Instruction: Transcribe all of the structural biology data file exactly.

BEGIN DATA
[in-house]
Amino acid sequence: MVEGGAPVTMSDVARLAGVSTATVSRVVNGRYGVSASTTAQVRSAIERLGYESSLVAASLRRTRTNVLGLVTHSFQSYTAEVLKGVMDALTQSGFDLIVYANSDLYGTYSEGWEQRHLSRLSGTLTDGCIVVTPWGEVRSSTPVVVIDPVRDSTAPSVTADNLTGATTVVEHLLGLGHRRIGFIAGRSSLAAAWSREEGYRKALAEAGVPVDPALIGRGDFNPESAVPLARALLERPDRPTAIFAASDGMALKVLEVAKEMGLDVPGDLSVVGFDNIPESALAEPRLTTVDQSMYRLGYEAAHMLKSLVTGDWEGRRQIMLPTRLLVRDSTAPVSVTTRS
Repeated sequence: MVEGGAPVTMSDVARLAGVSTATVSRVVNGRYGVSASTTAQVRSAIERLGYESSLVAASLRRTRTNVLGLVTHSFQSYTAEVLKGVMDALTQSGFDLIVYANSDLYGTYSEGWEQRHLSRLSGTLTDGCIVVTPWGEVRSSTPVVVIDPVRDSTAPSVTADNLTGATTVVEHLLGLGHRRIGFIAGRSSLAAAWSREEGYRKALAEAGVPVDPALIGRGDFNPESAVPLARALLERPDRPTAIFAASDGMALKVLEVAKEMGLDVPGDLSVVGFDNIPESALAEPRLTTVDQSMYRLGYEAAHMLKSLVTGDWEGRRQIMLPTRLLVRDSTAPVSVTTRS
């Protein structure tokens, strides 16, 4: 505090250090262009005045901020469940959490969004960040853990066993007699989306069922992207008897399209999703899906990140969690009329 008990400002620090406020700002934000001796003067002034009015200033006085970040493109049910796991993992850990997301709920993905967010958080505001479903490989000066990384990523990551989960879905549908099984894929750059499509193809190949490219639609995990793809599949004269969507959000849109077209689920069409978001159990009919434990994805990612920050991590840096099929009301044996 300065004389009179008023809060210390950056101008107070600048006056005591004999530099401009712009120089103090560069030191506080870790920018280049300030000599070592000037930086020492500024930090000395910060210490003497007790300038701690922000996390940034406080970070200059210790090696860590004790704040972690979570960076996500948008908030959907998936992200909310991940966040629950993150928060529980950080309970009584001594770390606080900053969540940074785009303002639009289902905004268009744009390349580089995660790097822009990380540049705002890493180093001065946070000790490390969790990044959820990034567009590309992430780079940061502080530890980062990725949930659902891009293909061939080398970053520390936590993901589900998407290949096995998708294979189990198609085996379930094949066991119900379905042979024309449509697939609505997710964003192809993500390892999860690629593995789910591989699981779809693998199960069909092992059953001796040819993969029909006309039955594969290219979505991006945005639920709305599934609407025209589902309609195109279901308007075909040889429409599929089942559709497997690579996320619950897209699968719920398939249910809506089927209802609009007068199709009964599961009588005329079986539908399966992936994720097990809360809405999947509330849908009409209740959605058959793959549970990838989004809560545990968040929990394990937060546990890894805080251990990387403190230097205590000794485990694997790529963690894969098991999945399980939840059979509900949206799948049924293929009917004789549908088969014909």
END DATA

[in-house]
Amino acid sequence: MVEGGAPVTMSDVARLAGVSTATVSRVVNGRYGVSASTTAQVRSAIERLGYESSLVAASLRRTRTNVLGLVTHSFQSYTAEVLKGVMDALTQSGFDLIVYANSDLYGTYSEGWEQRHLSRLSGTLTDGCIVVTPWGEVRSSTPVVVIDPVRDSTAPSVTADNLTGATTVVEHLLGLGHRRIGFIAGRSSLAAAWSREEGYRKALAEAGVPVDPALIGRGDFNPESAVPLARALLERPDRPTAIFAASDGMALKVLEVAKEMGLDVPGDLSVVGFDNIPESALAEPRLTTVDQSMYRLGYEAAHMLKSLVTGDWEGRRQIMLPTRLLVRDSTAPVSVTTRS
Repeated sequence: MVEGGAPVTMSDVARLAGVSTATVSRVVNGRYGVSASTTAQVRSAIERLGYESSLVAASLRRTRTNVLGLVTHSFQSYTAEVLKGVMDALTQSGFDLIVYANSDLYGTYSEGWEQRHLSRLSGTLTDGCIVVTPWGEVRSSTPVVVIDPVRDSTAPSVTADNLTGATTVVEHLLGLGHRRIGFIAGRSSLAAAWSREEGYRKALAEAGVPVDPALIGRGDFNPESAVPLARALLERPDRPTAIFAASDGMALKVLEVAKEMGLDVPGDLSVVGFDNIPESALAEPRLTTVDQSMYRLGYEAAHMLKSLVTGDWEGRRQIMLPTRLLVRDSTAPVSVTTRS
């Protein structure tokens, strides 16, 4: 505090250090262009005045901020469940959490969004960040853990066993007699989306069922992207008897399209999703899906990140969690009329 008990400002620090406020700002934000001796003067002034009015200033006085970040493109049910796991993992850990997301709920993905967010958080505001479903490989000066990384990523990551989960879905549908099984894929750059499509193809190949490219639609995990793809599949004269969507959000849109077209689920069409978001159990009919434990994805990612920050991590840096099929009301044996 300065004389009179008023809060210390950056101008107070600048006056005591004999530099401009712009120089103090560069030191506080870790920018280049300030000599070592000037930086020492500024930090000395910060210490003497007790300038701690922000996390940034406080970070200059210790090696860590004790704040972690979570960076996500948008908030959907998936992200909310991940966040629950993150928060529980950080309970009584001594770390606080900053969540940074785009303002639009289902905004268009744009390349580089995660790097822009990380540049705002890493180093001065946070000790490390969790990044959820990034567009590309992430780079940061502080530890980062990725949930659902891009293909061939080398970053520390936590993901589900998407290949096995998708294979189990198609085996379930094949066991119900379905042979024309449509697939609505997710964003192809993500390892999860690629593995789910591989699981779809693998199960069909092992059953001796040819993969029909006309039955594969290219979505991006945005639920709305599934609407025209589902309609195109279901308007075909040889429409599929089942559709497997690579996320619950897209699968719920398939249910809506089927209802609009007068199709009964599961009588005329079986539908399966992936994720097990809360809405999947509330849908009409209740959605058959793959549970990838989004809560545990968040929990394990937060546990890894805080251990990387403190230097205590000794485990694997790529963690894969098991999945399980939840059979509900949206799948049924293929009917004789549908088969014909």